Review by Camden Ferrell
Clean is a new thriller movie that might remind viewers of recent films like John Wick or Nobody. Written and directed by Paul Solet, this movie had its premiere at the 2021 Tribeca Film Festival. It features a determined performance from Adrien Brody, but unlike the films it evokes, it lacks the drive, energy, and emotion that is essential to making these movies memorable.
Clean is a garbage man with a murky past. In an attempt to reconcile these mistakes, he aims to live a life of redemption. His string of good intentions and actions unintentionally make him the target of a small-time crime boss. Clean must now go on a journey of violence to reconcile with his past. This story is interesting, and while it isn’t original, it’s a great premise for an action thriller such as this one.
From the start, the script, written by Solet and Brody, feels incredibly cliché. It’s a boilerplate thriller that replays tired tropes and dialogue that doesn’t do much to grab the audience’s attention. It may feel like John Wick on some superficial levels, but it lacks any of the heart that made it great. The writing feels fairly stale and doesn’t do much to adequately tell Clean’s story.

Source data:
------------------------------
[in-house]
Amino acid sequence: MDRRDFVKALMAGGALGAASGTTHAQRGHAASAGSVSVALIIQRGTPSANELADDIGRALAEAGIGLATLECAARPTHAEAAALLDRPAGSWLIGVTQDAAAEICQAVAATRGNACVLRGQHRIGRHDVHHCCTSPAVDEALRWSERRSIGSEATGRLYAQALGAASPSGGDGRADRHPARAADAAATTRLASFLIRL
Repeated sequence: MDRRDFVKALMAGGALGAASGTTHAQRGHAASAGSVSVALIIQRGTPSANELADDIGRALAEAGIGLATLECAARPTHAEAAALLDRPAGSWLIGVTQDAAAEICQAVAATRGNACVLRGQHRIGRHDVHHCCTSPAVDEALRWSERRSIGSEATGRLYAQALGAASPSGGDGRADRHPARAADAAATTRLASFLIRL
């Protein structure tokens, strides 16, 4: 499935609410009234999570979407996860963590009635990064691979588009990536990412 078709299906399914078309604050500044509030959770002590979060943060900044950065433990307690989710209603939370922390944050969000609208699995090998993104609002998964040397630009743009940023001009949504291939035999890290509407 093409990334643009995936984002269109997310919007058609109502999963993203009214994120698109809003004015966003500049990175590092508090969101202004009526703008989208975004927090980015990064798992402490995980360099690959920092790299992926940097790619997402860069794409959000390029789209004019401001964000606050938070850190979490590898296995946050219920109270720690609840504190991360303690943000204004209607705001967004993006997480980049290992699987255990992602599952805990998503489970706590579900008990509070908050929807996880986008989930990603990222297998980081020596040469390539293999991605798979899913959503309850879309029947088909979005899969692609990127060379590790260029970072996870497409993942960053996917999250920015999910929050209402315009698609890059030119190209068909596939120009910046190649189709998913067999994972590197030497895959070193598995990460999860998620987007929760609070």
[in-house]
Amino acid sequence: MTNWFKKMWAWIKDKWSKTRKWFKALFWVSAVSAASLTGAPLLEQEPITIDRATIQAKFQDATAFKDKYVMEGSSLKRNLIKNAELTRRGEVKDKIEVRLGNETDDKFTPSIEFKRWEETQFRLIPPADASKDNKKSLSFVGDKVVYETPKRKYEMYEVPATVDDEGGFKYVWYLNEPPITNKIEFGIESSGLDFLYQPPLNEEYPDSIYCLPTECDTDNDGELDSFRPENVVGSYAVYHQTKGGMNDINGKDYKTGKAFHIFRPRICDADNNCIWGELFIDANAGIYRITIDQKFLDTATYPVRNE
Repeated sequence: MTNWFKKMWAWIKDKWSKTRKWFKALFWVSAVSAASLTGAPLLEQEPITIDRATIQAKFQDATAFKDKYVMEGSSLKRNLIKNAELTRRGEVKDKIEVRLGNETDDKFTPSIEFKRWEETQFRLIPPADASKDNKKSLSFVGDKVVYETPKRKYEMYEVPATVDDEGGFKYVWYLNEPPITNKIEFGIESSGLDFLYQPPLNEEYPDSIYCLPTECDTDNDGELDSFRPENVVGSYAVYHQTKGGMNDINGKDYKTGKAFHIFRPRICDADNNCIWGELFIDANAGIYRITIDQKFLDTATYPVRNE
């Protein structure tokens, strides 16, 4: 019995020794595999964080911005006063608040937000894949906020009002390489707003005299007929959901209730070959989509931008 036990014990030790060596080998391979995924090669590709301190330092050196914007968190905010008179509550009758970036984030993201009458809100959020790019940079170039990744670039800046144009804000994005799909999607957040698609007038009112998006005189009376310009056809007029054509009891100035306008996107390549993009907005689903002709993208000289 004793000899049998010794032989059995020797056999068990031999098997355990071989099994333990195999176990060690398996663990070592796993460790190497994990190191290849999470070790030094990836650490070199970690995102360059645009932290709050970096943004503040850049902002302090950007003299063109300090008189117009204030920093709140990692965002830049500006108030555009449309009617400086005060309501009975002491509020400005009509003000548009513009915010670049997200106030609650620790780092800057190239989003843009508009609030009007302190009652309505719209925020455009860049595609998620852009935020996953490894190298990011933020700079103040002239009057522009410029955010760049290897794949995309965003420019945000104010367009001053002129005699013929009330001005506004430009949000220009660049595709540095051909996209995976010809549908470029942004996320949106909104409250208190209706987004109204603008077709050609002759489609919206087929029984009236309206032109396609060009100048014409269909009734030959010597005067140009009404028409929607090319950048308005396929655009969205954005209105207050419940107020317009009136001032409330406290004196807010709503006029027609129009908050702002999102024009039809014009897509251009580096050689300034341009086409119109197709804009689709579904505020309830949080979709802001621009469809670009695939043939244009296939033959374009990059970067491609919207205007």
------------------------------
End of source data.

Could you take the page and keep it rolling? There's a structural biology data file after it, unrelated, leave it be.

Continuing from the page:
Unsurprisingly, Brody is quite good as a leading man in this movie. He has always been talented, and even though this is not among his best works, it’s undeniable that he is almost singlehandedly holding the film together. Brody’s performance proves to be the lone highlight as the supporting cast of Glenn Fleshler and Richie Merritt, among others, is bland and pale in comparison to him.
A movie like this one can still have narrative shortcomings but still succeed if its action is superb. Unfortunately, I found myself underwhelmed by the execution of the film’s big action sequences. It isn’t as high-octane as I would have liked, and the choreography of the fights aren’t creative or particularly engaging. An action-thriller lives and dies by its fights, and I didn’t find much to commend in the action of this movie.
Clean wanted to be what John Wick is, but it falls flat on many levels. Nobody can deny that Adrien Brody enjoyed this role, but he couldn’t save the film and its many shortcomings. It’s not actively unpleasant at all, but it doesn’t do much to justify its existence throughout.
Clean is in theaters and on demand January 28.